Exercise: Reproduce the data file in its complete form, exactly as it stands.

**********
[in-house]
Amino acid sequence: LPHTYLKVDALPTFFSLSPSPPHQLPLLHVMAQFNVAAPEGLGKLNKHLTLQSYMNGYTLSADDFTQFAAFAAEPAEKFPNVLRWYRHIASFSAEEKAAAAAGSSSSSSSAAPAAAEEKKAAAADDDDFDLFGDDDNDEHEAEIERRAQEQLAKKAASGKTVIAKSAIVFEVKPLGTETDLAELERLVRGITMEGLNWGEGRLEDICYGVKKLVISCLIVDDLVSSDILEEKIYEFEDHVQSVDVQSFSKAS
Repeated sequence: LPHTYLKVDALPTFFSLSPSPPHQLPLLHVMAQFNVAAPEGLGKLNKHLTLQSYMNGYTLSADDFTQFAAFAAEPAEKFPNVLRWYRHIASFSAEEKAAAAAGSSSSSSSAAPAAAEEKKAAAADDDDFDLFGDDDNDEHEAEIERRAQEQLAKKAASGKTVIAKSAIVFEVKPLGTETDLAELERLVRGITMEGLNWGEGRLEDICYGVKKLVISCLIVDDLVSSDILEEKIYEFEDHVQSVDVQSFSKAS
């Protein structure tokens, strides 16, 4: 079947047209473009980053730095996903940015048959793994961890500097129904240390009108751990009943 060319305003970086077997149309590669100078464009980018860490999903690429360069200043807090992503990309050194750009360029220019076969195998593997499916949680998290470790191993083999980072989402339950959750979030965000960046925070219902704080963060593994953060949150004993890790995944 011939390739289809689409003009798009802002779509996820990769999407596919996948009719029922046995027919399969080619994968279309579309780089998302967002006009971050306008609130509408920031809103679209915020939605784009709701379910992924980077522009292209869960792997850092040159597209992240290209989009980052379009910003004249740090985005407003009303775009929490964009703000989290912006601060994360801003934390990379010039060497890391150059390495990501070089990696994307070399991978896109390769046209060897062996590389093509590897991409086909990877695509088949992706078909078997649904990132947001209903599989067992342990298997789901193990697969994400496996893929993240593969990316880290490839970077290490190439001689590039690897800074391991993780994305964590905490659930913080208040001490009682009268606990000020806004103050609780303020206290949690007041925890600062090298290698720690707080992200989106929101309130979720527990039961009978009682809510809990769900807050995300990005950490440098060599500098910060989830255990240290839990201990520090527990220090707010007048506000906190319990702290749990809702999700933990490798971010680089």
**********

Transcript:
[in-house]
Amino acid sequence: LPHTYLKVDALPTFFSLSPSPPHQLPLLHVMAQFNVAAPEGLGKLNKHLTLQSYMNGYTLSADDFTQFAAFAAEPAEKFPNVLRWYRHIASFSAEEKAAAAAGSSSSSSSAAPAAAEEKKAAAADDDDFDLFGDDDNDEHEAEIERRAQEQLAKKAASGKTVIAKSAIVFEVKPLGTETDLAELERLVRGITMEGLNWGEGRLEDICYGVKKLVISCLIVDDLVSSDILEEKIYEFEDHVQSVDVQSFSKAS
Repeated sequence: LPHTYLKVDALPTFFSLSPSPPHQLPLLHVMAQFNVAAPEGLGKLNKHLTLQSYMNGYTLSADDFTQFAAFAAEPAEKFPNVLRWYRHIASFSAEEKAAAAAGSSSSSSSAAPAAAEEKKAAAADDDDFDLFGDDDNDEHEAEIERRAQEQLAKKAASGKTVIAKSAIVFEVKPLGTETDLAELERLVRGITMEGLNWGEGRLEDICYGVKKLVISCLIVDDLVSSDILEEKIYEFEDHVQSVDVQSFSKAS
């Protein structure tokens, strides 16, 4: 079947047209473009980053730095996903940015048959793994961890500097129904240390009108751990009943 060319305003970086077997149309590669100078464009980018860490999903690429360069200043807090992503990309050194750009360029220019076969195998593997499916949680998290470790191993083999980072989402339950959750979030965000960046925070219902704080963060593994953060949150004993890790995944 011939390739289809689409003009798009802002779509996820990769999407596919996948009719029922046995027919399969080619994968279309579309780089998302967002006009971050306008609130509408920031809103679209915020939605784009709701379910992924980077522009292209869960792997850092040159597209992240290209989009980052379009910003004249740090985005407003009303775009929490964009703000989290912006601060994360801003934390990379010039060497890391150059390495990501070089990696994307070399991978896109390769046209060897062996590389093509590897991409086909990877695509088949992706078909078997649904990132947001209903599989067992342990298997789901193990697969994400496996893929993240593969990316880290490839970077290490190439001689590039690897800074391991993780994305964590905490659930913080208040001490009682009268606990000020806004103050609780303020206290949690007041925890600062090298290698720690707080992200989106929101309130979720527990039961009978009682809510809990769900807050995300990005950490440098060599500098910060989830255990240290839990201990520090527990220090707010007048506000906190319990702290749990809702999700933990490798971010680089």